Genealogy Today, by Betty Lou Malesky, CG
Tips for Using the U.S. Census
The U.S. Census was never designed for family historians but it remains one of our most useful research tools. We can be thankful the founding fathers found it necessary to count our new nation's residents for political purposes as we have benefited as much as they.
Still, the census taken every ten years since 1790 is far from a perfect tool. Early enumerations from 1790 through 1840 are replete with errors and omissions. Names were usually spelled as they sounded and people often spelled their own names inconsistently. Surnames and given names are sometimes reversed. The more unusual a name is, the more apt it is to be misspelled by the census taker and/or misread by the indexer.
Consider all possible spellings particularly phonetically. The Soundex system was invented to assist with finding names in the index, but if the first letter of the name was incorrect or misread it's nearly impossible to locate in Soundex. I searched unsuccessfully for Myron Bly in the 1820 Indiana index until I finally found him by accident one fine day indexed as "Aby miron."
While pre-1850 censuses named only the head of household, other residents were represented by the number of males and females in pre-set age groups; for example, age under 10, 10-20, 20-30, etc. Some researchers tend to ignore these early records: remember, families can be reconstructed by compiling comparisons of the various census years. The drawback is that it's impossible to know if every person represented in the count is a family member, and not a hired hand or visiting cousin.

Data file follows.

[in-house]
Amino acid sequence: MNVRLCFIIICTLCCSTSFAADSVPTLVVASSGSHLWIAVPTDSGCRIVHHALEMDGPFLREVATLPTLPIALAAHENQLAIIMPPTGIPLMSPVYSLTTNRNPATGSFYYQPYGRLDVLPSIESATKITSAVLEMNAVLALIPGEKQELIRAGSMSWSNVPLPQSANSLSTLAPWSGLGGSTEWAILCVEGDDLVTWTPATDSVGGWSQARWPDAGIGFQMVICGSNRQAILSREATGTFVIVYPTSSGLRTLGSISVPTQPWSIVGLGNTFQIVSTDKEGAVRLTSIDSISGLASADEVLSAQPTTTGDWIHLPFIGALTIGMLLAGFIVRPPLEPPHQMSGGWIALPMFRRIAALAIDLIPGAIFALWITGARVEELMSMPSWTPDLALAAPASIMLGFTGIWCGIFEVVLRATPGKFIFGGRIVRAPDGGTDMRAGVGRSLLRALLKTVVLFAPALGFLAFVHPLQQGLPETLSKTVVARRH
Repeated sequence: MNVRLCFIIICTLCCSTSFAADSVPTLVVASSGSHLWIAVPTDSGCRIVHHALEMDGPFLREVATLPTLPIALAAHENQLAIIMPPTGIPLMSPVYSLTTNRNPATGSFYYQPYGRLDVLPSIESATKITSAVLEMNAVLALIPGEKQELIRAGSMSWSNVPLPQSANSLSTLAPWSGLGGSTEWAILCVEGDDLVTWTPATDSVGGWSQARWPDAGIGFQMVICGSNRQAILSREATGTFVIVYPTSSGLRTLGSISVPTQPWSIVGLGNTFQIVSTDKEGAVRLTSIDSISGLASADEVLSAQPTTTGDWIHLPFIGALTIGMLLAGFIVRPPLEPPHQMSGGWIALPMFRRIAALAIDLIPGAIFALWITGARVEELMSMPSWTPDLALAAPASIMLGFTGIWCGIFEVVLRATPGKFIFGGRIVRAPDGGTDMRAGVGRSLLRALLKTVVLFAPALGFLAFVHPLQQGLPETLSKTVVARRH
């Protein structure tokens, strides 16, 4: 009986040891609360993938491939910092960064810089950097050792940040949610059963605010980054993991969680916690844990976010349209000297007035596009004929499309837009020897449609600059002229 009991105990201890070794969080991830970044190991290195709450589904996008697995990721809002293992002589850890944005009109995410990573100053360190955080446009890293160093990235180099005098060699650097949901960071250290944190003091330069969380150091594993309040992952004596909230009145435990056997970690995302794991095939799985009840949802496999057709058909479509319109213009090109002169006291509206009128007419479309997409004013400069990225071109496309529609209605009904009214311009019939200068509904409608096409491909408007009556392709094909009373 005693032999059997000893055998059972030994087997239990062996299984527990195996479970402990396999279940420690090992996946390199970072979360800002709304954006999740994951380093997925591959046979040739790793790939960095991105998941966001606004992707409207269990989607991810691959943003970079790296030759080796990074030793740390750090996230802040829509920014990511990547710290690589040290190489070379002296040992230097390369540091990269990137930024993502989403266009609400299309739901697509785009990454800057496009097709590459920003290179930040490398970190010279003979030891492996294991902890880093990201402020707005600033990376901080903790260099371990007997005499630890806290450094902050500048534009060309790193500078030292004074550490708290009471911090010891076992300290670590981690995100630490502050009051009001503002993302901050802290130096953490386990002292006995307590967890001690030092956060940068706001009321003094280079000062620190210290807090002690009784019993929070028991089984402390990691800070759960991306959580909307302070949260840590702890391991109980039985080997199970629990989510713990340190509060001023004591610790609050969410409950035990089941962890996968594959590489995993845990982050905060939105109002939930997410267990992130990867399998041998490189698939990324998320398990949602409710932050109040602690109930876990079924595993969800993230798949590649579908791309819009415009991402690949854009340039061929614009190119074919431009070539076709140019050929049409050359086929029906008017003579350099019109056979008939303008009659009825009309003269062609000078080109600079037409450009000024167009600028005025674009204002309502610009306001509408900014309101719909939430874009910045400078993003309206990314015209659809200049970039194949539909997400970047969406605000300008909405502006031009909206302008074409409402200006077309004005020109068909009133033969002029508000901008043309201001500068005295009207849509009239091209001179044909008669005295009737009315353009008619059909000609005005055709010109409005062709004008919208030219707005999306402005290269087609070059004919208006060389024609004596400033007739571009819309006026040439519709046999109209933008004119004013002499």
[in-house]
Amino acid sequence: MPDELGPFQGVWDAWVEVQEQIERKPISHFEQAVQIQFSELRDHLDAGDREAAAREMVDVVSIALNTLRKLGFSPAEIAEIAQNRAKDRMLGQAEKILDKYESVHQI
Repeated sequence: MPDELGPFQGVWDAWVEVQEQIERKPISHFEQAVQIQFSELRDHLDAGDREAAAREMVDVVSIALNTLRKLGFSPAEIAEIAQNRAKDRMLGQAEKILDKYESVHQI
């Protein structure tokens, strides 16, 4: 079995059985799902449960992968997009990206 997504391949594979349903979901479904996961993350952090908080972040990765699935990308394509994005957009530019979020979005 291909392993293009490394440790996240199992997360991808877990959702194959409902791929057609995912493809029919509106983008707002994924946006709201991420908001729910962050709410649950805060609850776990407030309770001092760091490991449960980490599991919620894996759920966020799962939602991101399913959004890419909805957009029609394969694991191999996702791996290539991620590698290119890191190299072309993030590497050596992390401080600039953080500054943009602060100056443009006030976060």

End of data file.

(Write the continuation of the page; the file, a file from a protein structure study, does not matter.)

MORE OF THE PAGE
Always copy the entire census page. Groups of relatives often lived near each other. Relatives and neighbors tended to migrate in groups. If you can't find your family in an earlier or later census you may be able to find others who lived nearby and find yours at the same time. If a teenager is missing from a family, it may be he/she was working for a farmer or tradesman who may or may not list him as a resident. Pay particular attention to household residents with differing last names - they may provide clues to the wife's maiden name, or a hired hand may become a son in law a few years later. You never know what clue is hiding in a census record.
Discrepancies are common from one census to another, particularly in ages and birthplaces. When used in conjunction with other records, it's usually possible to determine the most accurate information. It is possible for a family to be missed entirely by the census taker. Censuses were taken over a period weeks or months. If a family moved from an area prior to the census man's arrival there into an area already canvassed, they will not appear in either place. The reverse could cause them to be counted twice.
Beware of ditto marks. Some enumerators dittoed the surname for each resident rather than writing the surname for each. This shortcut may cause a person to be entered with the wrong surname. Due to the ditto, my ancestor Polly Vosburg appears to be Polly Remington in 1850 when she was living with her sister and brother in law.
When the original census was taken a copy was made. One set stayed in the local county and one was sent to Washington, DC. Errors were easily made in the copy, but we have no way of knowing today whether the record we see is the original or the copy. Many county copies no longer exist for comparison. For various reasons several enumerations prior to 1830 have not survived at all. In some cases county tax lists, if available, may be consulted as substitutes but list only the taxpayer not other household residents.
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19 March 2010